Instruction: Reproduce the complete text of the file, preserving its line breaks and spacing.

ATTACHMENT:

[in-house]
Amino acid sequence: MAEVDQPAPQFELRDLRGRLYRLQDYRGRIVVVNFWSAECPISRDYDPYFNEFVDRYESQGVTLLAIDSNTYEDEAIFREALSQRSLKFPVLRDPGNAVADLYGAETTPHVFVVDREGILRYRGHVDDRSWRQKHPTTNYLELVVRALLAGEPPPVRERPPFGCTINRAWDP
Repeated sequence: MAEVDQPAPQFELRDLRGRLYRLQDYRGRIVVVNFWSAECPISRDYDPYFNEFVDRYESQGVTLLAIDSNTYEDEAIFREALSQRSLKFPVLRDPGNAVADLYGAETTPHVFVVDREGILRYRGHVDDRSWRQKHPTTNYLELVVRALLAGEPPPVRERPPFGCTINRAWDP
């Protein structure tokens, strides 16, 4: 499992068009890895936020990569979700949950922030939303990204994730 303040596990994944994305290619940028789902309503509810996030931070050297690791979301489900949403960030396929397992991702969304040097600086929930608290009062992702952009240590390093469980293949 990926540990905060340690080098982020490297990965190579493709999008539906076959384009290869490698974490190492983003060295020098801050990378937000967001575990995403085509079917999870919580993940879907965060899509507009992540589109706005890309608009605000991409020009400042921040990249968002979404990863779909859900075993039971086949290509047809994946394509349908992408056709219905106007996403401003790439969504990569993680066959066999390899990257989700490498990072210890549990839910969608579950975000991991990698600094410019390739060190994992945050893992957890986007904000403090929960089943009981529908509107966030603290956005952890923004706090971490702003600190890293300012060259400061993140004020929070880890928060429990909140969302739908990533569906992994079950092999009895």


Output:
[in-house]
Amino acid sequence: MAEVDQPAPQFELRDLRGRLYRLQDYRGRIVVVNFWSAECPISRDYDPYFNEFVDRYESQGVTLLAIDSNTYEDEAIFREALSQRSLKFPVLRDPGNAVADLYGAETTPHVFVVDREGILRYRGHVDDRSWRQKHPTTNYLELVVRALLAGEPPPVRERPPFGCTINRAWDP
Repeated sequence: MAEVDQPAPQFELRDLRGRLYRLQDYRGRIVVVNFWSAECPISRDYDPYFNEFVDRYESQGVTLLAIDSNTYEDEAIFREALSQRSLKFPVLRDPGNAVADLYGAETTPHVFVVDREGILRYRGHVDDRSWRQKHPTTNYLELVVRALLAGEPPPVRERPPFGCTINRAWDP
């Protein structure tokens, strides 16, 4: 499992068009890895936020990569979700949950922030939303990204994730 303040596990994944994305290619940028789902309503509810996030931070050297690791979301489900949403960030396929397992991702969304040097600086929930608290009062992702952009240590390093469980293949 990926540990905060340690080098982020490297990965190579493709999008539906076959384009290869490698974490190492983003060295020098801050990378937000967001575990995403085509079917999870919580993940879907965060899509507009992540589109706005890309608009605000991409020009400042921040990249968002979404990863779909859900075993039971086949290509047809994946394509349908992408056709219905106007996403401003790439969504990569993680066959066999390899990257989700490498990072210890549990839910969608579950975000991991990698600094410019390739060190994992945050893992957890986007904000403090929960089943009981529908509107966030603290956005952890923004706090971490702003600190890293300012060259400061993140004020929070880890928060429990909140969302739908990533569906992994079950092999009895």